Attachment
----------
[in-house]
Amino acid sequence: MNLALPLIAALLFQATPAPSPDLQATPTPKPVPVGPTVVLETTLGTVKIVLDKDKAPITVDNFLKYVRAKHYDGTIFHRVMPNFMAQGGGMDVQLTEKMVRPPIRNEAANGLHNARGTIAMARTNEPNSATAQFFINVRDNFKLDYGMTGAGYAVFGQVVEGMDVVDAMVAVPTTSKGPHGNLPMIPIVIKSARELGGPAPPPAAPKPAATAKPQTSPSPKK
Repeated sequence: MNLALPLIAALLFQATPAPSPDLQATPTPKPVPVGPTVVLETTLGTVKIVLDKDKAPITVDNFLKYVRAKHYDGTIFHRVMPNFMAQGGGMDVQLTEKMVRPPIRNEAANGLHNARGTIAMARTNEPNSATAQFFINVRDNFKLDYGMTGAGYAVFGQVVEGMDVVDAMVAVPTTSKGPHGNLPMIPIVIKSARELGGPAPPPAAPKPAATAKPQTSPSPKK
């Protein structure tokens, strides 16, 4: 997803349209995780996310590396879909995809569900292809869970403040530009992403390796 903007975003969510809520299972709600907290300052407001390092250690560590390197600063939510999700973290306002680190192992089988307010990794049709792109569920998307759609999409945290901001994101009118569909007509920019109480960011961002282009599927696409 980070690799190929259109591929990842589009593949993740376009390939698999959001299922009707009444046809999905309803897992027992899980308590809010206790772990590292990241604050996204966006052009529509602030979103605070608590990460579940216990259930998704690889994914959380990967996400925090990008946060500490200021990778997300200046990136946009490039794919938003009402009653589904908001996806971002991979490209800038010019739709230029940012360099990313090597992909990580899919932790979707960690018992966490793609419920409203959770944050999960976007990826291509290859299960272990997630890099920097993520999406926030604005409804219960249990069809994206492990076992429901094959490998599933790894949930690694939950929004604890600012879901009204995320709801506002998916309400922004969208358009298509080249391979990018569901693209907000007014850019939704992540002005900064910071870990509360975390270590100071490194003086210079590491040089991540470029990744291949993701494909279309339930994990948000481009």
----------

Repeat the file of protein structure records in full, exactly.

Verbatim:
[in-house]
Amino acid sequence: MNLALPLIAALLFQATPAPSPDLQATPTPKPVPVGPTVVLETTLGTVKIVLDKDKAPITVDNFLKYVRAKHYDGTIFHRVMPNFMAQGGGMDVQLTEKMVRPPIRNEAANGLHNARGTIAMARTNEPNSATAQFFINVRDNFKLDYGMTGAGYAVFGQVVEGMDVVDAMVAVPTTSKGPHGNLPMIPIVIKSARELGGPAPPPAAPKPAATAKPQTSPSPKK
Repeated sequence: MNLALPLIAALLFQATPAPSPDLQATPTPKPVPVGPTVVLETTLGTVKIVLDKDKAPITVDNFLKYVRAKHYDGTIFHRVMPNFMAQGGGMDVQLTEKMVRPPIRNEAANGLHNARGTIAMARTNEPNSATAQFFINVRDNFKLDYGMTGAGYAVFGQVVEGMDVVDAMVAVPTTSKGPHGNLPMIPIVIKSARELGGPAPPPAAPKPAATAKPQTSPSPKK
């Protein structure tokens, strides 16, 4: 997803349209995780996310590396879909995809569900292809869970403040530009992403390796 903007975003969510809520299972709600907290300052407001390092250690560590390197600063939510999700973290306002680190192992089988307010990794049709792109569920998307759609999409945290901001994101009118569909007509920019109480960011961002282009599927696409 980070690799190929259109591929990842589009593949993740376009390939698999959001299922009707009444046809999905309803897992027992899980308590809010206790772990590292990241604050996204966006052009529509602030979103605070608590990460579940216990259930998704690889994914959380990967996400925090990008946060500490200021990778997300200046990136946009490039794919938003009402009653589904908001996806971002991979490209800038010019739709230029940012360099990313090597992909990580899919932790979707960690018992966490793609419920409203959770944050999960976007990826291509290859299960272990997630890099920097993520999406926030604005409804219960249990069809994206492990076992429901094959490998599933790894949930690694939950929004604890600012879901009204995320709801506002998916309400922004969208358009298509080249391979990018569901693209907000007014850019939704992540002005900064910071870990509360975390270590100071490194003086210079590491040089991540470029990744291949993701494909279309339930994990948000481009």